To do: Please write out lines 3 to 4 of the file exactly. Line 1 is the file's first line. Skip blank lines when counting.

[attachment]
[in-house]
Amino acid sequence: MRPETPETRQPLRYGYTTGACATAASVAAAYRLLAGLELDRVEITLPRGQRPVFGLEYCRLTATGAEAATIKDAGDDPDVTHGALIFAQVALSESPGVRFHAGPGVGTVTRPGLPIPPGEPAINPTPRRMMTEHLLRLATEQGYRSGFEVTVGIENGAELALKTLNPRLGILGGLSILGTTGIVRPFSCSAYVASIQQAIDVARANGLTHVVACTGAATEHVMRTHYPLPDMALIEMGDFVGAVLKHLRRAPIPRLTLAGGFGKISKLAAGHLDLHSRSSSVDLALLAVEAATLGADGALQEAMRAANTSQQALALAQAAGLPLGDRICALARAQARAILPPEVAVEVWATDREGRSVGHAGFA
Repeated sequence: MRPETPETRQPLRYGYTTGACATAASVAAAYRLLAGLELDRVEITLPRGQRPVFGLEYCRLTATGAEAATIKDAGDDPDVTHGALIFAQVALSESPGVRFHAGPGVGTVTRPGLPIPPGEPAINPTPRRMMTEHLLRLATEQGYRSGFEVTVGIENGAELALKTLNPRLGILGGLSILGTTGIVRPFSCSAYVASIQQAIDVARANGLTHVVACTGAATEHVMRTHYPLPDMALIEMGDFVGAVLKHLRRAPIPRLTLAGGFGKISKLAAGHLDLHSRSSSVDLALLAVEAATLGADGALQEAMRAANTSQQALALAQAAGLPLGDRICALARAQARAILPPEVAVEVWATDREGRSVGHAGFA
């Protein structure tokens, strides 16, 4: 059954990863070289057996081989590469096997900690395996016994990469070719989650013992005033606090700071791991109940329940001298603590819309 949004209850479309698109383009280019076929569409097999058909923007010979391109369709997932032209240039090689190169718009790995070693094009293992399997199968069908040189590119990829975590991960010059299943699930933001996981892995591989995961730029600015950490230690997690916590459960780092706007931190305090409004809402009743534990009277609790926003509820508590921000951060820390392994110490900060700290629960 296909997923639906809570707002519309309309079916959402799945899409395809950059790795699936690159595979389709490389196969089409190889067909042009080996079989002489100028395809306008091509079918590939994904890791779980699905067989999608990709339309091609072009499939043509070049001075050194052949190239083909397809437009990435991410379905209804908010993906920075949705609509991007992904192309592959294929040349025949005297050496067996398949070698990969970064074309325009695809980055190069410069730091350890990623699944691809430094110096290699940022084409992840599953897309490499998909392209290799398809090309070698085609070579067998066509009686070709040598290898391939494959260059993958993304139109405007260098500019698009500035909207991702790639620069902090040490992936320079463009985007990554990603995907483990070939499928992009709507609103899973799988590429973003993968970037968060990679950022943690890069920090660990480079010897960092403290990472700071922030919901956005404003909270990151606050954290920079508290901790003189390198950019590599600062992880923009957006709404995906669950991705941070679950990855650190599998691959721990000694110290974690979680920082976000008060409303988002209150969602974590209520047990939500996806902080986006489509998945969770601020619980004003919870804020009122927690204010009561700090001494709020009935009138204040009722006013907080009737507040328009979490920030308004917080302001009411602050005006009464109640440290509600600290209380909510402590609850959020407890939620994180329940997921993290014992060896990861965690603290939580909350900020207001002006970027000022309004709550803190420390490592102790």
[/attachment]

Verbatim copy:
Repeated sequence: MRPETPETRQPLRYGYTTGACATAASVAAAYRLLAGLELDRVEITLPRGQRPVFGLEYCRLTATGAEAATIKDAGDDPDVTHGALIFAQVALSESPGVRFHAGPGVGTVTRPGLPIPPGEPAINPTPRRMMTEHLLRLATEQGYRSGFEVTVGIENGAELALKTLNPRLGILGGLSILGTTGIVRPFSCSAYVASIQQAIDVARANGLTHVVACTGAATEHVMRTHYPLPDMALIEMGDFVGAVLKHLRRAPIPRLTLAGGFGKISKLAAGHLDLHSRSSSVDLALLAVEAATLGADGALQEAMRAANTSQQALALAQAAGLPLGDRICALARAQARAILPPEVAVEVWATDREGRSVGHAGFA
């Protein structure tokens, strides 16, 4: 059954990863070289057996081989590469096997900690395996016994990469070719989650013992005033606090700071791991109940329940001298603590819309 949004209850479309698109383009280019076929569409097999058909923007010979391109369709997932032209240039090689190169718009790995070693094009293992399997199968069908040189590119990829975590991960010059299943699930933001996981892995591989995961730029600015950490230690997690916590459960780092706007931190305090409004809402009743534990009277609790926003509820508590921000951060820390392994110490900060700290629960 296909997923639906809570707002519309309309079916959402799945899409395809950059790795699936690159595979389709490389196969089409190889067909042009080996079989002489100028395809306008091509079918590939994904890791779980699905067989999608990709339309091609072009499939043509070049001075050194052949190239083909397809437009990435991410379905209804908010993906920075949705609509991007992904192309592959294929040349025949005297050496067996398949070698990969970064074309325009695809980055190069410069730091350890990623699944691809430094110096290699940022084409992840599953897309490499998909392209290799398809090309070698085609070579067998066509009686070709040598290898391939494959260059993958993304139109405007260098500019698009500035909207991702790639620069902090040490992936320079463009985007990554990603995907483990070939499928992009709507609103899973799988590429973003993968970037968060990679950022943690890069920090660990480079010897960092403290990472700071922030919901956005404003909270990151606050954290920079508290901790003189390198950019590599600062992880923009957006709404995906669950991705941070679950990855650190599998691959721990000694110290974690979680920082976000008060409303988002209150969602974590209520047990939500996806902080986006489509998945969770601020619980004003919870804020009122927690204010009561700090001494709020009935009138204040009722006013907080009737507040328009979490920030308004917080302001009411602050005006009464109640440290509600600290209380909510402590609850959020407890939620994180329940997921993290014992060896990861965690603290939580909350900020207001002006970027000022309004709550803190420390490592102790």